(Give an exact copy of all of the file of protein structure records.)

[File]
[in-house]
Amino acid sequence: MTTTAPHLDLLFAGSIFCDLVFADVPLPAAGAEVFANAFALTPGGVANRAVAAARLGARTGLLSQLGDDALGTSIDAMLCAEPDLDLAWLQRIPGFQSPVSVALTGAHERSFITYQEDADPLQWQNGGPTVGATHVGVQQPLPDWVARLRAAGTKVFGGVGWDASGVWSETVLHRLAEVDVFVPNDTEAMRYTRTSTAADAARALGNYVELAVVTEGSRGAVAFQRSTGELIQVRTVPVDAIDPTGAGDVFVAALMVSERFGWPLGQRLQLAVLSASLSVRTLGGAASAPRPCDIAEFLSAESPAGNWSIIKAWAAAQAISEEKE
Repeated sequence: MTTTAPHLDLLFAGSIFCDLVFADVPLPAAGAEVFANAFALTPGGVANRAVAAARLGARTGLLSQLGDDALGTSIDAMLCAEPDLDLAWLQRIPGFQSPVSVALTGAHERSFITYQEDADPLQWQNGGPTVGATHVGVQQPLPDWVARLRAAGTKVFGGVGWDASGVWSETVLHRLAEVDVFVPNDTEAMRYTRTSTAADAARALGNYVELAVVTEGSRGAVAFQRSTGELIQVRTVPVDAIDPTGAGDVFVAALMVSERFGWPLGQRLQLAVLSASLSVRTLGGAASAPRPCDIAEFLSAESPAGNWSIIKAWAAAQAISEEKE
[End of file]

[in-house]
Amino acid sequence: MTTTAPHLDLLFAGSIFCDLVFADVPLPAAGAEVFANAFALTPGGVANRAVAAARLGARTGLLSQLGDDALGTSIDAMLCAEPDLDLAWLQRIPGFQSPVSVALTGAHERSFITYQEDADPLQWQNGGPTVGATHVGVQQPLPDWVARLRAAGTKVFGGVGWDASGVWSETVLHRLAEVDVFVPNDTEAMRYTRTSTAADAARALGNYVELAVVTEGSRGAVAFQRSTGELIQVRTVPVDAIDPTGAGDVFVAALMVSERFGWPLGQRLQLAVLSASLSVRTLGGAASAPRPCDIAEFLSAESPAGNWSIIKAWAAAQAISEEKE
Repeated sequence: MTTTAPHLDLLFAGSIFCDLVFADVPLPAAGAEVFANAFALTPGGVANRAVAAARLGARTGLLSQLGDDALGTSIDAMLCAEPDLDLAWLQRIPGFQSPVSVALTGAHERSFITYQEDADPLQWQNGGPTVGATHVGVQQPLPDWVARLRAAGTKVFGGVGWDASGVWSETVLHRLAEVDVFVPNDTEAMRYTRTSTAADAARALGNYVELAVVTEGSRGAVAFQRSTGELIQVRTVPVDAIDPTGAGDVFVAALMVSERFGWPLGQRLQLAVLSASLSVRTLGGAASAPRPCDIAEFLSAESPAGNWSIIKAWAAAQAISEEKE